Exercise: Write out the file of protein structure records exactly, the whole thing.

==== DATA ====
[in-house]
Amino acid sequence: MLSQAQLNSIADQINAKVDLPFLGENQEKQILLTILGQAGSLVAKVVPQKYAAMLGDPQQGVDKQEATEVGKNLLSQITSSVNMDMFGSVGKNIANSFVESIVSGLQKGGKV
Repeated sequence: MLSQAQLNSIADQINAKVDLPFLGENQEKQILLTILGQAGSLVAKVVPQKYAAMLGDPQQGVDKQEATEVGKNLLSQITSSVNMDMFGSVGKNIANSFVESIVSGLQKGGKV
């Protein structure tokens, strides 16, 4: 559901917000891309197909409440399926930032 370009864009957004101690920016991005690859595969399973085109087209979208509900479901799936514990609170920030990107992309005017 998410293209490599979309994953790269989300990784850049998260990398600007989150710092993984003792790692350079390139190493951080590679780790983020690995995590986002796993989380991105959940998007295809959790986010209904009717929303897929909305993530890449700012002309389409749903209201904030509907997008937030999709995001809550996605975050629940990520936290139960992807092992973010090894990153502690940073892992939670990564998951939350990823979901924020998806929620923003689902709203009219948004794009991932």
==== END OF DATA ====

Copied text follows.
[in-house]
Amino acid sequence: MLSQAQLNSIADQINAKVDLPFLGENQEKQILLTILGQAGSLVAKVVPQKYAAMLGDPQQGVDKQEATEVGKNLLSQITSSVNMDMFGSVGKNIANSFVESIVSGLQKGGKV
Repeated sequence: MLSQAQLNSIADQINAKVDLPFLGENQEKQILLTILGQAGSLVAKVVPQKYAAMLGDPQQGVDKQEATEVGKNLLSQITSSVNMDMFGSVGKNIANSFVESIVSGLQKGGKV
């Protein structure tokens, strides 16, 4: 559901917000891309197909409440399926930032 370009864009957004101690920016991005690859595969399973085109087209979208509900479901799936514990609170920030990107992309005017 998410293209490599979309994953790269989300990784850049998260990398600007989150710092993984003792790692350079390139190493951080590679780790983020690995995590986002796993989380991105959940998007295809959790986010209904009717929303897929909305993530890449700012002309389409749903209201904030509907997008937030999709995001809550996605975050629940990520936290139960992807092992973010090894990153502690940073892992939670990564998951939350990823979901924020998806929620923003689902709203009219948004794009991932």